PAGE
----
I have lost no weight, and feel no different, nor is my skin any clearer. Though, I am a bit worried how my system will react when I add it back in. I know that after I was gluten-free for a month, if I had some gluten, I would have been in miserable pain.

But, damn, I am dreaming of quesadillas and warm, creamy artichoke dip!

I don't doubt that having the dairy out of my system is probably a good thing for me, or for anyone, but I do feel confident that once I go back to dairy, I will be able to cut back a little bit, and enjoy it in moderation. Well, that is after I go on a big dairy binge the first couple days of February.

I think I am going to break down tomorrow and try Daiya, I always see it at the store and hear rave reviews about it, but I really didn't want to use any replacement foods. But I am craving tacos, and I need me some cheese. And silly me thought it was soy cheese until someone, thankfully, pointed out to me on Twitter that is it soy-free (I don't want to add any more soy to my diet). Bring it on!

Friday, January 13, 2012

A slight detour...

First, I am going to give a disclaimer, this is not a post about gluten-freeness. But this is about something I have spoken about before and something that is very difficult and painful for me, and dammit, this is my blog, so I will write about it, and maybe it will be cathartic. Pregnancy and non-pregnancy.

I have written before about how we have one wonderful, amazing, superstar daughter, Z, and she is the light of my life. I could not have ever expected how much you could love someone so unconditionally until I had her. It is hard to imagine I managed to live 32 years without her, before she came into our lives. I also wrote about how I had very serious complications in her pregnancy with severe pre-eclapmsia and HELLP syndrome. Well my little baby Z is now two months shy of 7, and for almost 7 years I have suffered PTSD of that experience.

And in those 7 years, I have enjoyed my time, more than words can say, with my little Z, but because of the PTSD, we only have our one daughter. Whenever I feel closer and closer to being able to give into that fear and just go for it, I get gripped with the horror of feeling claustrophobic and of going through the same experience I had last time, or even worse, of Z loosing her mom, just because I tried to expand our family and give her a sibling. It is a feeling of panic that is difficult to explain. When most people feel joy at the thought of pregnancy, I feel like it is an illness. I see pregnancy as a life-threatening 9-month illness, and my mind can't get away from that.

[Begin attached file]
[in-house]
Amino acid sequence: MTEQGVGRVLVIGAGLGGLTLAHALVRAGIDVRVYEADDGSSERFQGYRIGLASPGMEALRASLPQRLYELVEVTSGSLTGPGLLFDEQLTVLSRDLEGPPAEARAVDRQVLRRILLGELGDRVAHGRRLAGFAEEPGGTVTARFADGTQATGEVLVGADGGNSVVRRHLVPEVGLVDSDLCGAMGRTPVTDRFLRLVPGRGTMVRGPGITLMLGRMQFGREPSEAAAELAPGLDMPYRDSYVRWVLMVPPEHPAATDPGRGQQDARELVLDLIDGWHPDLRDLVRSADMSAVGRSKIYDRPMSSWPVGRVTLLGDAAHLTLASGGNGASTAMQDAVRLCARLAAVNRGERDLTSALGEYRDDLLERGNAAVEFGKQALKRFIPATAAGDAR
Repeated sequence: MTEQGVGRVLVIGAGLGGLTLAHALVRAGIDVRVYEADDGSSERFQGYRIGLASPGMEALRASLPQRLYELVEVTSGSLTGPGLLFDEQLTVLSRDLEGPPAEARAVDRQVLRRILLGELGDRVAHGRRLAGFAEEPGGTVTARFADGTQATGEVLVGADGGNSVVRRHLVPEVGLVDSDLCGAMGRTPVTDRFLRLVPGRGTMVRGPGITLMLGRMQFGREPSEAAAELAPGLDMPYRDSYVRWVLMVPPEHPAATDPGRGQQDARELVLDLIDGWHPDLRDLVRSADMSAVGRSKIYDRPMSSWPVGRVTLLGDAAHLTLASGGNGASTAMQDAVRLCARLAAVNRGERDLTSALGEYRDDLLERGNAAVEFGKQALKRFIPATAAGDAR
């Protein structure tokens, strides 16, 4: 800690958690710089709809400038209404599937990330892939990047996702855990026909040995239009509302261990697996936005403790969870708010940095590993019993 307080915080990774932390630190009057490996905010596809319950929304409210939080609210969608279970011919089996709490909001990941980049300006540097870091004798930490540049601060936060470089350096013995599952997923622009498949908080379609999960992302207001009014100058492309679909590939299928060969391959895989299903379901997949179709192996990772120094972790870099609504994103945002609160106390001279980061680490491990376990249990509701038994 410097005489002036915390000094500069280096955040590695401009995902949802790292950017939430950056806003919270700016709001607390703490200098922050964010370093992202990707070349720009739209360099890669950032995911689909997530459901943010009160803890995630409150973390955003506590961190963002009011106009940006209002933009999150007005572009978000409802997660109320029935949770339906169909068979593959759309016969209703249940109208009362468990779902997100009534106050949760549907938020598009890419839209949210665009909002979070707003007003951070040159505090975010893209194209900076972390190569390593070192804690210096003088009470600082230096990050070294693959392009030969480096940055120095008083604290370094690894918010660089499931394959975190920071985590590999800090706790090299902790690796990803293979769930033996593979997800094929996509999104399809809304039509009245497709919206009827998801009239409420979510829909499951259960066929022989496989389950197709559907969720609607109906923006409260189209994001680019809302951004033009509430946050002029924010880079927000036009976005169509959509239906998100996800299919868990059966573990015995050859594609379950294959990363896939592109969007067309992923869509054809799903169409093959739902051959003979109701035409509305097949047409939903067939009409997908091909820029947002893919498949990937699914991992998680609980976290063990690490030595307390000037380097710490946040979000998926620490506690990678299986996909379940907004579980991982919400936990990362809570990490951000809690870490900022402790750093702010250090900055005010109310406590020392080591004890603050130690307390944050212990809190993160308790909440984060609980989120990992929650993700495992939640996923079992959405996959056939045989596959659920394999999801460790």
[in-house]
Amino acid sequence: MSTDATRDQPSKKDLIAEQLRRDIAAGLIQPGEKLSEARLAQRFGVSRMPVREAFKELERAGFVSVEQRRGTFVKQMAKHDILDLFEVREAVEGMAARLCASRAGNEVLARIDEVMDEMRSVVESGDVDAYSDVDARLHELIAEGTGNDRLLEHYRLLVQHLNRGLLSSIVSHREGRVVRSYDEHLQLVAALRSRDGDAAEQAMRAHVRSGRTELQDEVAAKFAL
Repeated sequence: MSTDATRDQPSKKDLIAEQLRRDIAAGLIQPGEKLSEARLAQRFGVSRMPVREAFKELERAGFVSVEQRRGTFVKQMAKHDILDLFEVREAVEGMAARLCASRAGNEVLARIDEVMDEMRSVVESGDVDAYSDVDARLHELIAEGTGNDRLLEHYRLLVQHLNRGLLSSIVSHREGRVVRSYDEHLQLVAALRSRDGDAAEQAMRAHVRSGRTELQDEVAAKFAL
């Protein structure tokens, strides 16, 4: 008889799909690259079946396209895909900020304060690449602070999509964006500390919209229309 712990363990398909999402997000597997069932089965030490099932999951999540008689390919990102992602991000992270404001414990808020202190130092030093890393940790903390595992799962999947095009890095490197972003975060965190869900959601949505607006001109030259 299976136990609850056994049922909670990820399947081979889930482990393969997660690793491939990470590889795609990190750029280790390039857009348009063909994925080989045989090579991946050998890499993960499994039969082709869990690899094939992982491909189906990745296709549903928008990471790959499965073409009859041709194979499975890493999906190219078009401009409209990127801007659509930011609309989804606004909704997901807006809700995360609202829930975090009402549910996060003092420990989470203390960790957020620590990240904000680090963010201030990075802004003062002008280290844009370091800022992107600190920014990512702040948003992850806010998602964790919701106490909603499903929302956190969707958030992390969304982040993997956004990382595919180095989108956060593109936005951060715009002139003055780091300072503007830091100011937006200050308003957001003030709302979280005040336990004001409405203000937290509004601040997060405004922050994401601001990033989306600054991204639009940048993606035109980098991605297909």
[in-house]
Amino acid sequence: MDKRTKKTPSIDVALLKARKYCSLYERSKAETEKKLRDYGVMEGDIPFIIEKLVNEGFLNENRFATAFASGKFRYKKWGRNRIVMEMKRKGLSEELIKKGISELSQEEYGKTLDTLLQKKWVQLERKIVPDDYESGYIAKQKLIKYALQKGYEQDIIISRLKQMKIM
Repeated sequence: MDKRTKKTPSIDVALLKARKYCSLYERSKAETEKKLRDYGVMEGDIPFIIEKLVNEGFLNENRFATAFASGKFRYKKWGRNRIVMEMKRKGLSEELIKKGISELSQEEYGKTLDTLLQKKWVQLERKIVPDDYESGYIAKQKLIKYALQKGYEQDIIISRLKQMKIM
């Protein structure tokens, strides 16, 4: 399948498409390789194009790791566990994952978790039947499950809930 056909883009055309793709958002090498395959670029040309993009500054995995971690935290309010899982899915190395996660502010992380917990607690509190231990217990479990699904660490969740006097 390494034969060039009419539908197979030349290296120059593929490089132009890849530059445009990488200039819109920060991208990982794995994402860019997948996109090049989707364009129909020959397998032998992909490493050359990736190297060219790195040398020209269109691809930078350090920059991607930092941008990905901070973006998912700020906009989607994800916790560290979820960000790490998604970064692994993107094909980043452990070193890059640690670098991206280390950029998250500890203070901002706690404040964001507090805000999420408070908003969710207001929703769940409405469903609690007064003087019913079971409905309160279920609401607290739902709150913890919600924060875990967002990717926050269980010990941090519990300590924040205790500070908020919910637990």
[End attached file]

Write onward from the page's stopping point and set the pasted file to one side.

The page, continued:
I have been to a specialist for high risk pregnancies in Chicago, and here in Atlanta, and both times they basically said the same thing. There is a risk it will happen again, about 30%, and a risk I could be on hospital bed-rest with a premature baby. At the same time they also said if I want another I should go for it. Then I ask them what they would say if I was their wife, or their daughter and they said the same thing. The last specialist to tell me that was exactly a year ago.

Well, now I am 39. Six months away from big 4-0. Looming over my head life a freaking black cloud. I used to joke with M that when I was 37 the "shop" would be closed for business, and then it was 38, and now...40? I am so terrified at the thought of being pregnant, yet, I don't want it to be over. I have saved every bit of Z's clothing, and all her toys. I want to use it again. I love the newborn stage and crave to do it again. I want to watch a child of mine grow from a helpless baby to someone with real thoughts and opinions. Why do I have to be so damn scared? Why can I not let go? Why can I not flip a switch? I know so many people who tell me, they know someone, who knows someone who had pre-eclampsia with one and then went on to have a perfectly normal pregnancy. Well, lucky for them!

So, today lucky me, I have my annual girlie check-up. Not one of my highlights for the year. The thought of going to the girlie Dr. brings back terrible memories of my pre-eclampsia/HELLP ordeal, and I will spend all morning in a panic. And of course I walk in the office this morning and the waiting room is full of pregnant women..all except me. Since I am pretty new to Atlanta, this is only my second time to this practice, and last time I felt like the doctor was a little cold, so I decided to try a different one this time around. Maybe not the best decision.

This doctor did her routine check-up, and then I mentioned how I am still not sure I am done, and I still really want another, and then she looks at me like I have two heads and says she would not recommend I get pregnant again. That because of my age and my history, it would not be wise. That I would have a high risk of not only a repeat of the pre-eclampsia and HELLP, but also of having a baby with chromosomal abnormalities and my own possible issues with infertility. And then she says this winning gem: "You should have done this five years ago." The tears started forming as the sentence came out of her mouth. How could she say this to someone? Instead, she gave me the card of a therapist to talk to about the PTSD, and my appointment was done. It was the mental equivalent of a one-night stand.

Wow. Yeah five years ago. I should have. But I didn't, and I can't change that now!!! If I got pregnant 5 years ago, I probably would have had to of been taken away in a stretcher because of major anxiety. What can I even say to this? I have made mistakes, but I can't go back in time.

"You should have done this five years ago."